"files": {


Add the following:

  "files": {
    "loopback#static": {
      "params": "$!../client"

These lines define static middleware that makes the application serve files in the /client directory as static content.  The $! characters indicate that the path is relative to the location of middleware.json.

Add an HTML file

Now, the application will serve any files you put in the /client directory as static (client-side) content.  So, to see it in action, add an HTML file to /client.  For example, add a file named index.html with this content:


        Some static content...  but just look at the big HTML file below!  🙂

Of course, you can add any static HTML you like–this is just an example.

Graphic Assets

Norda setup the project with a number of assets for the current page creation as well as future pages the site will need. The theme is a high quality theme, with the Coder Swap Logo added at respective key locations. The following are the graphics assets included in the project under the client directory here.

The key files that are included that will be used for our first site we deploy are the various favicon, logo, and related images. You can see those in the root of the client directory. There are a whole bunch of them because of the funky mobile design requirements.


The first page I’ve setup is a simple sign up page, with no real functionality. Just something to get started with to build off of. The code for that page looks like this.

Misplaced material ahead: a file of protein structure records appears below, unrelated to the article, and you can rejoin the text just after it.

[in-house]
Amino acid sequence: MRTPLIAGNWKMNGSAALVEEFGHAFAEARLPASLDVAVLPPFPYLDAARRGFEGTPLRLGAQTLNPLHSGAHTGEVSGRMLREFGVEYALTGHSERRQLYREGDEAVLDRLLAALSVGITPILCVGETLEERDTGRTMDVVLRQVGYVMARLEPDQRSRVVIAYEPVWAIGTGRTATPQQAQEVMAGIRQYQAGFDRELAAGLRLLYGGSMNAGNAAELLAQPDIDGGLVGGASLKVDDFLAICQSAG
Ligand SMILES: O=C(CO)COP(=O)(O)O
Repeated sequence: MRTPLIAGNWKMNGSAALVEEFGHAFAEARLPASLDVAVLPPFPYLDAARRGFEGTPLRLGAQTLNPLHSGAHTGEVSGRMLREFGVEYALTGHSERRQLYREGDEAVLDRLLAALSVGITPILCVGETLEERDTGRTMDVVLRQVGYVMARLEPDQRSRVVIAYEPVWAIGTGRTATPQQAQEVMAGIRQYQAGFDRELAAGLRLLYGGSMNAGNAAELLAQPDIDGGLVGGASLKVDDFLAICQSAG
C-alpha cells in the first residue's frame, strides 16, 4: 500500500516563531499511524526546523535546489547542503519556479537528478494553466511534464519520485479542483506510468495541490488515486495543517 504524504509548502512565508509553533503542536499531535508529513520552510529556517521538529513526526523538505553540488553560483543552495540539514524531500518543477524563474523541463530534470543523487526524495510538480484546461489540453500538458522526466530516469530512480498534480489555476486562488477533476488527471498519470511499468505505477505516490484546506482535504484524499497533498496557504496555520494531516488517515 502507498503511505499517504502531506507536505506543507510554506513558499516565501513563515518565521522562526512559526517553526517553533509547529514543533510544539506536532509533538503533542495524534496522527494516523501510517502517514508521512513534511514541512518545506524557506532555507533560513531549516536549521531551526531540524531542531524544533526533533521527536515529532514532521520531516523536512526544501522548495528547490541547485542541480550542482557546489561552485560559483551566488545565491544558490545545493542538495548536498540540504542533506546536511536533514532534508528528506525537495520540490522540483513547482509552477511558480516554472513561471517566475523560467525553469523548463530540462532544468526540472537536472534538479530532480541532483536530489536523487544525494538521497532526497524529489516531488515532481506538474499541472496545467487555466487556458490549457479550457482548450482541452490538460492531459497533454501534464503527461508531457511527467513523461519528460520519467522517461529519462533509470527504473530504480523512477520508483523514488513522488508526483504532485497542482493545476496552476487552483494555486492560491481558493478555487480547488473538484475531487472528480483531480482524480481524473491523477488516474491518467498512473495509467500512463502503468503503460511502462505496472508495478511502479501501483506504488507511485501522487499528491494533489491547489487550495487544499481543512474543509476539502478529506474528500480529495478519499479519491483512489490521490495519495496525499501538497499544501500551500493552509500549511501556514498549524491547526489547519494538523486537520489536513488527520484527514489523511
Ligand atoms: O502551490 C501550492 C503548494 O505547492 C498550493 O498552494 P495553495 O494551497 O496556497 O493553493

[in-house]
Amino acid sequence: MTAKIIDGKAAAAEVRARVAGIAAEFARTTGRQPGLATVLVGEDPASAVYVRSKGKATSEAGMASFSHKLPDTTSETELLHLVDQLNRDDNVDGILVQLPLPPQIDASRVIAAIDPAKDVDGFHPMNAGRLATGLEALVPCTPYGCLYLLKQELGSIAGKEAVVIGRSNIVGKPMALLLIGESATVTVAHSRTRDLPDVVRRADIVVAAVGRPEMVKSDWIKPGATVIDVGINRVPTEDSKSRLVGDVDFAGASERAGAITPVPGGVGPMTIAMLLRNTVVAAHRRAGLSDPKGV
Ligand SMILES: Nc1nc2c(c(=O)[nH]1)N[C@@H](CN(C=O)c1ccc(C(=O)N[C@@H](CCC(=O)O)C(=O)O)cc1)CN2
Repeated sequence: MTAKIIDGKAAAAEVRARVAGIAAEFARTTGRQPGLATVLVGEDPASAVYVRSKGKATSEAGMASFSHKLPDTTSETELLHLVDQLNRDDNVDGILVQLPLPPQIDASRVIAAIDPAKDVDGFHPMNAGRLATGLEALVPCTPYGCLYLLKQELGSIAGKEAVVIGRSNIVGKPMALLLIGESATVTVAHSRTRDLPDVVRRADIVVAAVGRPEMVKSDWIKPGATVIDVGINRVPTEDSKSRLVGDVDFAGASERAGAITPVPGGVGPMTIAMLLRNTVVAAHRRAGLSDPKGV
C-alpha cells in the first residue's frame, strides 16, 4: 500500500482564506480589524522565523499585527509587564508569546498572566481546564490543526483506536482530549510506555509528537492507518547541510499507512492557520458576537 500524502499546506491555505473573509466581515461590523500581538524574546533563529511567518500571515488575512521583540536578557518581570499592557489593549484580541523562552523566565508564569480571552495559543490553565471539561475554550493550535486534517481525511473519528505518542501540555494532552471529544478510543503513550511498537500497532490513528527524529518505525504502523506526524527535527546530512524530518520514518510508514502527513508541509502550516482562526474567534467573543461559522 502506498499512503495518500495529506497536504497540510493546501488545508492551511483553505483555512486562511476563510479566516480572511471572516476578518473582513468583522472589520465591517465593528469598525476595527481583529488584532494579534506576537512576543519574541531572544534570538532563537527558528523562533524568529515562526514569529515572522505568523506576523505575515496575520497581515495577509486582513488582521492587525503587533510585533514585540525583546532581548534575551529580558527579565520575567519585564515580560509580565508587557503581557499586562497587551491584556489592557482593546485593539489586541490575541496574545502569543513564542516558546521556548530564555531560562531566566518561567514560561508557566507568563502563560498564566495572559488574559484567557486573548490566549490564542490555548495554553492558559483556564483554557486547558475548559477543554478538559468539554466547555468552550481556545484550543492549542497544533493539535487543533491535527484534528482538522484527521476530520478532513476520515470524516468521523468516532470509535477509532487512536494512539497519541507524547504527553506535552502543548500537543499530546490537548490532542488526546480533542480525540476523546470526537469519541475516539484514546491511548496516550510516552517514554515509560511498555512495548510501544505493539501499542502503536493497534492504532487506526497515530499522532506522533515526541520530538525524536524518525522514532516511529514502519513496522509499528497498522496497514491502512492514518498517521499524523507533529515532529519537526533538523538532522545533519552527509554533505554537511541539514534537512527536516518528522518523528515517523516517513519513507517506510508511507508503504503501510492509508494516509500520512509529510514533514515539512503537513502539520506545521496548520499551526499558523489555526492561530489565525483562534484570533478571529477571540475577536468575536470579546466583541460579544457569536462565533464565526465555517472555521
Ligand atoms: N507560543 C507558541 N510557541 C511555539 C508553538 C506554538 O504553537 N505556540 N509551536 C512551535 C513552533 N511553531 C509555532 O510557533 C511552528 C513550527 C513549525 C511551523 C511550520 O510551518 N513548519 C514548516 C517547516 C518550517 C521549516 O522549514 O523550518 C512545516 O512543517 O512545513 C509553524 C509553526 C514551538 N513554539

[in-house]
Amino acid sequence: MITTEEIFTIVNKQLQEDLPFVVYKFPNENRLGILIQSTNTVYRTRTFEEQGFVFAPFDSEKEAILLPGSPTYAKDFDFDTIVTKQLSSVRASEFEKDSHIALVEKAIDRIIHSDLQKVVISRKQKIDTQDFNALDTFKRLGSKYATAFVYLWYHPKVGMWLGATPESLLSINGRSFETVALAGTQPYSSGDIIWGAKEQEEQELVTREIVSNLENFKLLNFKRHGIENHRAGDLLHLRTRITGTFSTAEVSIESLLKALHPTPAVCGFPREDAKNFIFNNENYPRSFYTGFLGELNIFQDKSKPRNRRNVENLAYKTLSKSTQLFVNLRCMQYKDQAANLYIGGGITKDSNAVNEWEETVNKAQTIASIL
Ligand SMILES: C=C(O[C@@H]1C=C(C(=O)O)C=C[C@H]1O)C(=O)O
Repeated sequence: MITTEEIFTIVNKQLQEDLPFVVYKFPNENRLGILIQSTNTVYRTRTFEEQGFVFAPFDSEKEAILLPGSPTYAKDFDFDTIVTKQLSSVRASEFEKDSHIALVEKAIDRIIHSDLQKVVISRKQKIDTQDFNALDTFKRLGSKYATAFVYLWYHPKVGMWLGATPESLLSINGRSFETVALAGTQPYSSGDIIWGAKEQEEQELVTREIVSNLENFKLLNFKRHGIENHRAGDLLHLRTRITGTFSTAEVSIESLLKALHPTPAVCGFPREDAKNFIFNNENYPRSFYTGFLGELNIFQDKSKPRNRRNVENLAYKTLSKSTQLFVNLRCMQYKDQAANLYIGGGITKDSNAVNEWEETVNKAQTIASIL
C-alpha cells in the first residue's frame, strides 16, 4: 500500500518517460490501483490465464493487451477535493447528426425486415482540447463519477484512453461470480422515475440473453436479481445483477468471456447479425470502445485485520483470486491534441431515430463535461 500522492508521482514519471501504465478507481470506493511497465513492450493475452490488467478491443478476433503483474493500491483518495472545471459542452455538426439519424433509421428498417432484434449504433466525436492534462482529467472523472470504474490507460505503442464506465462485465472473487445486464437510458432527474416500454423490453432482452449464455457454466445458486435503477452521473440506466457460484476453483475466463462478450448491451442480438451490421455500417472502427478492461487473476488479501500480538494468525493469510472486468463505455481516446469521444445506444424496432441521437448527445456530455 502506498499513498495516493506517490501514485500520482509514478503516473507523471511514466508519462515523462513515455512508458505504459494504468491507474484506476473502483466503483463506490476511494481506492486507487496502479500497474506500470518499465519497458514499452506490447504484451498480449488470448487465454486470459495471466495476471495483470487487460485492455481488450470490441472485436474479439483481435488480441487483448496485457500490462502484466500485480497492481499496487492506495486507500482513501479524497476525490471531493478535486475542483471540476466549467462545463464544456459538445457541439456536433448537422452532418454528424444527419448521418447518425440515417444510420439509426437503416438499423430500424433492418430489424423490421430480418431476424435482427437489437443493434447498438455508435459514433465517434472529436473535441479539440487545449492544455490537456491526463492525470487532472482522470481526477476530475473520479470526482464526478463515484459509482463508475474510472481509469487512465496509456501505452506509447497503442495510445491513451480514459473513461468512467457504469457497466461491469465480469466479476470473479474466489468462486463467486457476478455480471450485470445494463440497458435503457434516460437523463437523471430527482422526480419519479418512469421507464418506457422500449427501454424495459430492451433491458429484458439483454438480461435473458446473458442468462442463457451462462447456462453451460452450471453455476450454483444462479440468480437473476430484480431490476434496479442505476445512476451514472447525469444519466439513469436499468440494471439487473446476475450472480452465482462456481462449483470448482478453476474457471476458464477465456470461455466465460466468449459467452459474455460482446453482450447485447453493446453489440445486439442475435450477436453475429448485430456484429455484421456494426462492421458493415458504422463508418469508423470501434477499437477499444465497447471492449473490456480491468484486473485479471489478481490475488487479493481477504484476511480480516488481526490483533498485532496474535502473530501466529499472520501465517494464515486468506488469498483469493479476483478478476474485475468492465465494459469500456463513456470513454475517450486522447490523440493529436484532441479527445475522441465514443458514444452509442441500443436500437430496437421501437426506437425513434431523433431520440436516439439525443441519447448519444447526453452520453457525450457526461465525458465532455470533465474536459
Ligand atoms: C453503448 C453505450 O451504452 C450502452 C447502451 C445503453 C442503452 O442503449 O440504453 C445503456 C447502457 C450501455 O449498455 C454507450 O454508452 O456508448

<!DOCTYPE html>
        Code Swap - Notify Me!
    <link href="http://fonts.googleapis.com/css?family=Lato:100,300,400,700" media="all" rel="stylesheet"
    <link href="stylesheets/bootstrap.min.css" media="all" rel="stylesheet" type="text/css"/>
    <link href="stylesheets/font-awesome.min.css" media="all" rel="stylesheet" type="text/css"/>
    <link href="stylesheets/se7en-font.css" media="all" rel="stylesheet" type="text/css"/>
    <link href="stylesheets/style.css" media="all" rel="stylesheet" type="text/css"/>
    <link rel="shortcut icon" href="favicon.ico">
    <link rel="apple-touch-icon" sizes="57x57" href="apple-icon-57x57.png">
    <link rel="apple-icon" sizes="114x114" href="apple-icon-114x114.png">
    <link rel="apple-icon" sizes="72x72" href="apple-icon-72x72.png">
    <link rel="apple-icon" sizes="144x144" href="apple-icon-144x144.png">
    <link rel="apple-icon" sizes="60x60" href="apple-icon-60x60.png">
    <link rel="apple-icon" sizes="120x120" href="apple-icon-120x120.png">
    <link rel="apple-icon" sizes="76x76" href="apple-icon-76x76.png">
    <link rel="apple-icon" sizes="152x152" href="apple-icon-152x152.png">
    <link rel="apple-icon" sizes="180x180" href="apple-touch-icon-180x180.png">
    <link rel="icon" type="image/png" href="favicon-192x192.png" sizes="192x192">
    <link rel="icon" type="image/png" href="favicon-160x160.png" sizes="160x160">
    <link rel="icon" type="image/png" href="favicon-96x96.png" sizes="96x96">
    <link rel="icon" type="image/png" href="favicon-16x16.png" sizes="16x16">
    <link rel="icon" type="image/png" href="favicon-32x32.png" sizes="32x32">
    <meta name="msapplication-TileColor" content="#ffffff">
    <meta name="msapplication-TileImage" content="mstile-144x144.png">
    <meta name="msapplication-config" content="browserconfig.xml">